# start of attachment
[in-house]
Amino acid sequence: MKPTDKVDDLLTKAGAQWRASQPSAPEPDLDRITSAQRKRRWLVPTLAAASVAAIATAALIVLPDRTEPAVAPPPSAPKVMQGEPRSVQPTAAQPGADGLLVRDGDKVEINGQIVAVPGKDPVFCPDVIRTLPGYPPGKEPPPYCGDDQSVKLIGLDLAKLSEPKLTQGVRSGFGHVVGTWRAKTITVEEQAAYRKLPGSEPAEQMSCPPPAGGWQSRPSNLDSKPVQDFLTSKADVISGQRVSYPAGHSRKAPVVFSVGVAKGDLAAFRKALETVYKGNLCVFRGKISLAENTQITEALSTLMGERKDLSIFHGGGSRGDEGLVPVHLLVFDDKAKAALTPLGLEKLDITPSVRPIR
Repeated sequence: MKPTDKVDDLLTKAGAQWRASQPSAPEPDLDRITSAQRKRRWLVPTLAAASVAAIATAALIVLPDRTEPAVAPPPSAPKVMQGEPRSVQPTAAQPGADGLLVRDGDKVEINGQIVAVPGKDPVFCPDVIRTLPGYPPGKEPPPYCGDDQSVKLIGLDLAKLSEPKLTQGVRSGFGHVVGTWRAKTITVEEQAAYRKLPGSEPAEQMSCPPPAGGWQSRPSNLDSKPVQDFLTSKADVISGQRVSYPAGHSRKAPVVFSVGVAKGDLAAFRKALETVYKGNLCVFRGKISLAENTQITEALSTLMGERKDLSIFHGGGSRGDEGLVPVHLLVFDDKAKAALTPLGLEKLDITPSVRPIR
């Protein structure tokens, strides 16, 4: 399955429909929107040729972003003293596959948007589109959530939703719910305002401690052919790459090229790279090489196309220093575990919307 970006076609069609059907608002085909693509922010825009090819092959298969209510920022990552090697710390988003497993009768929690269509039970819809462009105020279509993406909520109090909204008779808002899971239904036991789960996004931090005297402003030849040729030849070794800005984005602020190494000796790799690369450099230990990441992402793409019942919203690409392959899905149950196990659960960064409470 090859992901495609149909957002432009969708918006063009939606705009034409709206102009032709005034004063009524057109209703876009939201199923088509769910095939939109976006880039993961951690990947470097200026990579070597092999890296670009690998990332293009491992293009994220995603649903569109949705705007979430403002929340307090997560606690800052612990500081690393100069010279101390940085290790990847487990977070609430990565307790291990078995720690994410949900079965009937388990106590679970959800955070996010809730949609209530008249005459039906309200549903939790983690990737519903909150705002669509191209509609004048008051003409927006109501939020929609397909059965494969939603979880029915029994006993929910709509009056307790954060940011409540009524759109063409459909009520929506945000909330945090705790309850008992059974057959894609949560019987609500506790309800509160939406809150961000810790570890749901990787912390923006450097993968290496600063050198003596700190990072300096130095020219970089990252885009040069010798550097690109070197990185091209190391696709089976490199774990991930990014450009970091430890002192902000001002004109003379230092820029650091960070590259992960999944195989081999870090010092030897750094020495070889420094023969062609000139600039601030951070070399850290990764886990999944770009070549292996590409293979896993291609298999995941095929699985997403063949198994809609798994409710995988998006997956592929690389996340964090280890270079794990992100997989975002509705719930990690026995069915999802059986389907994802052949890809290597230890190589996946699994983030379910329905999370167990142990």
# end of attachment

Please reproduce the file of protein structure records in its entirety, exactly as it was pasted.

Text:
[in-house]
Amino acid sequence: MKPTDKVDDLLTKAGAQWRASQPSAPEPDLDRITSAQRKRRWLVPTLAAASVAAIATAALIVLPDRTEPAVAPPPSAPKVMQGEPRSVQPTAAQPGADGLLVRDGDKVEINGQIVAVPGKDPVFCPDVIRTLPGYPPGKEPPPYCGDDQSVKLIGLDLAKLSEPKLTQGVRSGFGHVVGTWRAKTITVEEQAAYRKLPGSEPAEQMSCPPPAGGWQSRPSNLDSKPVQDFLTSKADVISGQRVSYPAGHSRKAPVVFSVGVAKGDLAAFRKALETVYKGNLCVFRGKISLAENTQITEALSTLMGERKDLSIFHGGGSRGDEGLVPVHLLVFDDKAKAALTPLGLEKLDITPSVRPIR
Repeated sequence: MKPTDKVDDLLTKAGAQWRASQPSAPEPDLDRITSAQRKRRWLVPTLAAASVAAIATAALIVLPDRTEPAVAPPPSAPKVMQGEPRSVQPTAAQPGADGLLVRDGDKVEINGQIVAVPGKDPVFCPDVIRTLPGYPPGKEPPPYCGDDQSVKLIGLDLAKLSEPKLTQGVRSGFGHVVGTWRAKTITVEEQAAYRKLPGSEPAEQMSCPPPAGGWQSRPSNLDSKPVQDFLTSKADVISGQRVSYPAGHSRKAPVVFSVGVAKGDLAAFRKALETVYKGNLCVFRGKISLAENTQITEALSTLMGERKDLSIFHGGGSRGDEGLVPVHLLVFDDKAKAALTPLGLEKLDITPSVRPIR
């Protein structure tokens, strides 16, 4: 399955429909929107040729972003003293596959948007589109959530939703719910305002401690052919790459090229790279090489196309220093575990919307 970006076609069609059907608002085909693509922010825009090819092959298969209510920022990552090697710390988003497993009768929690269509039970819809462009105020279509993406909520109090909204008779808002899971239904036991789960996004931090005297402003030849040729030849070794800005984005602020190494000796790799690369450099230990990441992402793409019942919203690409392959899905149950196990659960960064409470 090859992901495609149909957002432009969708918006063009939606705009034409709206102009032709005034004063009524057109209703876009939201199923088509769910095939939109976006880039993961951690990947470097200026990579070597092999890296670009690998990332293009491992293009994220995603649903569109949705705007979430403002929340307090997560606690800052612990500081690393100069010279101390940085290790990847487990977070609430990565307790291990078995720690994410949900079965009937388990106590679970959800955070996010809730949609209530008249005459039906309200549903939790983690990737519903909150705002669509191209509609004048008051003409927006109501939020929609397909059965494969939603979880029915029994006993929910709509009056307790954060940011409540009524759109063409459909009520929506945000909330945090705790309850008992059974057959894609949560019987609500506790309800509160939406809150961000810790570890749901990787912390923006450097993968290496600063050198003596700190990072300096130095020219970089990252885009040069010798550097690109070197990185091209190391696709089976490199774990991930990014450009970091430890002192902000001002004109003379230092820029650091960070590259992960999944195989081999870090010092030897750094020495070889420094023969062609000139600039601030951070070399850290990764886990999944770009070549292996590409293979896993291609298999995941095929699985997403063949198994809609798994409710995988998006997956592929690389996340964090280890270079794990992100997989975002509705719930990690026995069915999802059986389907994802052949890809290597230890190589996946699994983030379910329905999370167990142990």